Thursday, 13 August 2009

A quick sojourn into the mind of a Khartoum meat exporter, unwinding at the Greek Club.

The pool is bubbling with chaos. The water, furious and warm, is sticky to the touch and altogether too concentrated with human limbs to be a restorative source of serenity. The Greek club is not what it once was.

The old Greek air has been drowned in the manic flappings of grown men and Russian air pilots playing cards at the water’s edge. They show about as much respect for the invisible lines of the lap swimmers as they do for air traffic controllers or the regulations in their blood alcohol level. No respect for the law. Not even Greek law.

This used to be the kind of place you could come and relax, the kind of a place where a man could smoke his cigarette and stare at the still water in peace. Now it is like a Slavic summer camp for hyperactive heavy weights.

A clear winner saunters past.

I admire his tight swimming trunks, featuring an American flag and an eagle. The eagle’s beak is in a strategic position.  Quite simply, it suppresses my will to live.

His thong is complemented by long black socks that come up to his knees. He is an ample man, a real prime rib, pink and round, kind of succulent if you’re into Russian meat. His paunch alone could feed Darfur and have room for export. As I watch him teeter at the edge of the pool, I wonder how Halal he really is.

My phone rings. It is my accountant. He tells me there is a new tax.

“Salam Tax, sir” He says without a trace of irony.

“Salam?” I almost choke on my cigarette, “What about last week? The Jihad tax?”

“I guess they cancel each other out?” He offers.

Whatever happened to economies of war and peace dividends? I curse the day I ever opened my slaughterhouse. No meat is worth this kind of trouble.

I wonder if I still care. It is clear my business will fail whether I care or not. Besides, I have to compose myself for later on, when I tell my father in Lebanon how things are going in Sudan.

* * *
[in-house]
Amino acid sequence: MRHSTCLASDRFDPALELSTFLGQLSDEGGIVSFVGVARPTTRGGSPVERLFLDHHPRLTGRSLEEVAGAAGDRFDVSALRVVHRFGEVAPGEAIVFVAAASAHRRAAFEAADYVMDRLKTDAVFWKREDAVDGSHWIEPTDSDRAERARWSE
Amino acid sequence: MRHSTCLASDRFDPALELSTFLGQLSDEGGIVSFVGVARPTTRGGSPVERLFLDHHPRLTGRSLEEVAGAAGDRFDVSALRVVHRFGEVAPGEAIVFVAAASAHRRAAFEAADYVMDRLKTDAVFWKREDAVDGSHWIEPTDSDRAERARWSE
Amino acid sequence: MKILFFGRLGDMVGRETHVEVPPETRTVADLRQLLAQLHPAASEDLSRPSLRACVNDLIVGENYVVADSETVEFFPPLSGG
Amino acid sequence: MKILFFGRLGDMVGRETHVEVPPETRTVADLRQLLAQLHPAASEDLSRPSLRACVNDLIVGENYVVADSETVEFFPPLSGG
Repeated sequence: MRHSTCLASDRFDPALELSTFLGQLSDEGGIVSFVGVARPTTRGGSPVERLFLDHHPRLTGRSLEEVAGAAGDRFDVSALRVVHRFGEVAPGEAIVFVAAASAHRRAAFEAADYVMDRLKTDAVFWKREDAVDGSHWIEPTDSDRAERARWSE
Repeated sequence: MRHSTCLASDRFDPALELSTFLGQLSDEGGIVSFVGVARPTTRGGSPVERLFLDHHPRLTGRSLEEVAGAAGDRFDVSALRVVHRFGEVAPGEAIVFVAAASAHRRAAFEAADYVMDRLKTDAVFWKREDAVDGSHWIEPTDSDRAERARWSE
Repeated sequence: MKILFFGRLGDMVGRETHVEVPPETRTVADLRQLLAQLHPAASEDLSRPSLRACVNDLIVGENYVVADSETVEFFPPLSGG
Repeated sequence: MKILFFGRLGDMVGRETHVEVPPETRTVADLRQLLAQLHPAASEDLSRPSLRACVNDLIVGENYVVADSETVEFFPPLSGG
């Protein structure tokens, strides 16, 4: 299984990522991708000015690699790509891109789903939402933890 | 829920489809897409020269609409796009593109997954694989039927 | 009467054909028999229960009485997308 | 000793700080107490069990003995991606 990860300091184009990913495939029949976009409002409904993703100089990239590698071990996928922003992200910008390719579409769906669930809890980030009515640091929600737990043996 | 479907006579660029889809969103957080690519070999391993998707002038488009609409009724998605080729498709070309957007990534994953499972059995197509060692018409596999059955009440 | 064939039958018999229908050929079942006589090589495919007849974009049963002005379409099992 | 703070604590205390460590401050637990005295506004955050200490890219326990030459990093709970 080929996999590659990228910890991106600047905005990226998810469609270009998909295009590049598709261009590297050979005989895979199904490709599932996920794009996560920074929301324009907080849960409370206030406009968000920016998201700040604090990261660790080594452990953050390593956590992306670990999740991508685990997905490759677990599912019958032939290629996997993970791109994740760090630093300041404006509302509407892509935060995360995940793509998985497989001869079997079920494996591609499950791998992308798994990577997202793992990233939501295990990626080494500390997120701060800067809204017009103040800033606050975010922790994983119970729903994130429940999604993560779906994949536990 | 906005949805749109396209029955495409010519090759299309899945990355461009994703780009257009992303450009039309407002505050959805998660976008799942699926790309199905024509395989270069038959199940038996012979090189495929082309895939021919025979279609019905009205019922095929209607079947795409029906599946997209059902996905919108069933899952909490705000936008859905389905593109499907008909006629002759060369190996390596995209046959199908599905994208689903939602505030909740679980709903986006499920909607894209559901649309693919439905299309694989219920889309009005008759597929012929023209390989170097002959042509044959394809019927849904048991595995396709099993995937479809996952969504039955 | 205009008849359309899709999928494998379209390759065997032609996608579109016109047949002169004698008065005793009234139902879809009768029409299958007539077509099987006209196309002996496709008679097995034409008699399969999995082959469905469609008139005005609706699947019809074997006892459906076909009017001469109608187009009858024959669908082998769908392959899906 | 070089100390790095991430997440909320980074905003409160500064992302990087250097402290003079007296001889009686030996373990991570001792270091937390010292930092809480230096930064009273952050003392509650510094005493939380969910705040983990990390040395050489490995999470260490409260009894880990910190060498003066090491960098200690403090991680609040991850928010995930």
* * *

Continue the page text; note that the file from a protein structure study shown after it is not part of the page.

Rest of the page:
Meya meya. Ma fi mushkella.

The prime rib removes his socks and cannon balls into the waves. His colleagues clap.  Captain, they call him. He is a lion in the ring. 

I am a mouse. A mouse in a circus. A mouse in a circus full of tax and regulation hoops and Siberian lions wearing thongs. 

Meya meya. Ma fi mushkella. I say to myself as I down the last drop of lemon juice in the glass and consider the pool as an exit strategy. Death by flapping. 

Monday, 10 August 2009

Exit Visa Limbo Hell

I'm writing this post in my journal in an attempt to quell the chaos.

It's been a long morning and my patience is as weary as the withering AC unit that is currently blowing hot air onto my face.

I'm sitting in the Ministry of Higher Education's Administration of Finance but don't ask me why. I am looking for a woman named Souad who is apparently going to give me an official letter that will fit in nicely with the other two letters I have already retrieved from the University of Khartoum. These letters form the backbone of an impressive portfolio of pieces of paper that I have managed to amass in my three days (and counting) in exit visa limbo hell. Some are photocopies. Some are photocopies of photocopies. Some feature suspicious stamps that cost more than advertised. Some took hours or preparation and patience while some fell from the sky like drops of golden sunlight on cloudy miserable days. My portfolio is heavy, crumpled and grudgingly held in my fist. 

All in all, it has been a pleasant trip in visa limbo hell but I am quite ready to depart...

Souad Ahmed of the Ministry of Higher Education, where are you???? And when will you return to your office and furnish me with the ultimate jewel in my crown? 

For yes, I do wish to return to the Department of Foreigner Registration (or whatever that place is called) and partake in the multicultural jousting sessions you hold in your midst. I want to marvel at the beautiful system in which 10% of the workforce carries out 99% of the work. Perhaps if I am really fortunate, you might throw in another HIV test. It's been six months and who knows what I get up to in Khartoum, the Las Vegas of Africa. There is real money to be made in the veins of khawagas.

I wonder if the secretaries in Souad's office will let me have a go on Solitaire. I have been a very supportive spectator and there are no men to play the mustache game with. Is a nap out of the question?

Man, I wish I had more "wasta".

Outburst over. Malesh Laura. Bokra Inshallah you will get your visa... or at least hand in your passport to retrieve it baad al bokra, or baad baad al bokra... INSHALLAH. Otherwise no holiday for you. : (